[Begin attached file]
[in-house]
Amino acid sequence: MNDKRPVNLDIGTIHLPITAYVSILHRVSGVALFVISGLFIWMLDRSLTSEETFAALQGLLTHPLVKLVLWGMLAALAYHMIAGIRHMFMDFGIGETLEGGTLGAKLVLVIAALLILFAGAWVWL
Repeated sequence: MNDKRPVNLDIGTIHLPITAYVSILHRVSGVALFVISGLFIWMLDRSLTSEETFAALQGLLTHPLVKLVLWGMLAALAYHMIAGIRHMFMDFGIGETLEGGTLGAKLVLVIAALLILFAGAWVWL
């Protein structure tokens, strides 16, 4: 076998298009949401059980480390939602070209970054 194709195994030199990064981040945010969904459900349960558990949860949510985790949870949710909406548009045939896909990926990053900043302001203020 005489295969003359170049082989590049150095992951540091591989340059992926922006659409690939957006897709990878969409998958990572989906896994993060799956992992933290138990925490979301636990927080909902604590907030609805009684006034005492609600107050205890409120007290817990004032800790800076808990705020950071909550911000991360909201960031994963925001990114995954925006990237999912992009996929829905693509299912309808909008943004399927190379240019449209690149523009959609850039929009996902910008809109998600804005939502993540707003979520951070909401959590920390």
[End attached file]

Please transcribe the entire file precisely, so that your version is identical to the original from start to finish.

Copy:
[in-house]
Amino acid sequence: MNDKRPVNLDIGTIHLPITAYVSILHRVSGVALFVISGLFIWMLDRSLTSEETFAALQGLLTHPLVKLVLWGMLAALAYHMIAGIRHMFMDFGIGETLEGGTLGAKLVLVIAALLILFAGAWVWL
Repeated sequence: MNDKRPVNLDIGTIHLPITAYVSILHRVSGVALFVISGLFIWMLDRSLTSEETFAALQGLLTHPLVKLVLWGMLAALAYHMIAGIRHMFMDFGIGETLEGGTLGAKLVLVIAALLILFAGAWVWL
């Protein structure tokens, strides 16, 4: 076998298009949401059980480390939602070209970054 194709195994030199990064981040945010969904459900349960558990949860949510985790949870949710909406548009045939896909990926990053900043302001203020 005489295969003359170049082989590049150095992951540091591989340059992926922006659409690939957006897709990878969409998958990572989906896994993060799956992992933290138990925490979301636990927080909902604590907030609805009684006034005492609600107050205890409120007290817990004032800790800076808990705020950071909550911000991360909201960031994963925001990114995954925006990237999912992009996929829905693509299912309808909008943004399927190379240019449209690149523009959609850039929009996902910008809109998600804005939502993540707003979520951070909401959590920390």